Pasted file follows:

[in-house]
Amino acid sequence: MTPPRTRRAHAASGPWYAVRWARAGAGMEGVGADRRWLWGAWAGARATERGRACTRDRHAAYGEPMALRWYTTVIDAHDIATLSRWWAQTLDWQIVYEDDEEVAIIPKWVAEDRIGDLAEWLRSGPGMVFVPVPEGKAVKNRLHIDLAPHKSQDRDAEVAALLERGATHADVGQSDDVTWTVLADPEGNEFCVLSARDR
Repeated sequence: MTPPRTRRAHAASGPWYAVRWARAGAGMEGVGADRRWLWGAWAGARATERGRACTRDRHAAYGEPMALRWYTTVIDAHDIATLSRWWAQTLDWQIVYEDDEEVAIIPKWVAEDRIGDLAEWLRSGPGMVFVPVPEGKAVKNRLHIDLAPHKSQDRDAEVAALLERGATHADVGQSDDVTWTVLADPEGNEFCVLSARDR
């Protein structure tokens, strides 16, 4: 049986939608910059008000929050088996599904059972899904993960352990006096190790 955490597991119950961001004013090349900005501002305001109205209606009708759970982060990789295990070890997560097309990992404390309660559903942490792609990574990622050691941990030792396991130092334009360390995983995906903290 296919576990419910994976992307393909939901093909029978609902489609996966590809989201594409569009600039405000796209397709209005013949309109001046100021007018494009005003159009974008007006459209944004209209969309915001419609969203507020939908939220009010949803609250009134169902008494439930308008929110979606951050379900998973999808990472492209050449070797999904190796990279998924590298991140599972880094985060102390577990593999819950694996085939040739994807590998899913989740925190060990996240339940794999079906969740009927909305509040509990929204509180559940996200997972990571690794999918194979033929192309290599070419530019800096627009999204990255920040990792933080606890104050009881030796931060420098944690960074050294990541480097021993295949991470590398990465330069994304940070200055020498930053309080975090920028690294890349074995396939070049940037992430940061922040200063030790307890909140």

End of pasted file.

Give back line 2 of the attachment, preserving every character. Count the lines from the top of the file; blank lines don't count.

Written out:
Amino acid sequence: MTPPRTRRAHAASGPWYAVRWARAGAGMEGVGADRRWLWGAWAGARATERGRACTRDRHAAYGEPMALRWYTTVIDAHDIATLSRWWAQTLDWQIVYEDDEEVAIIPKWVAEDRIGDLAEWLRSGPGMVFVPVPEGKAVKNRLHIDLAPHKSQDRDAEVAALLERGATHADVGQSDDVTWTVLADPEGNEFCVLSARDR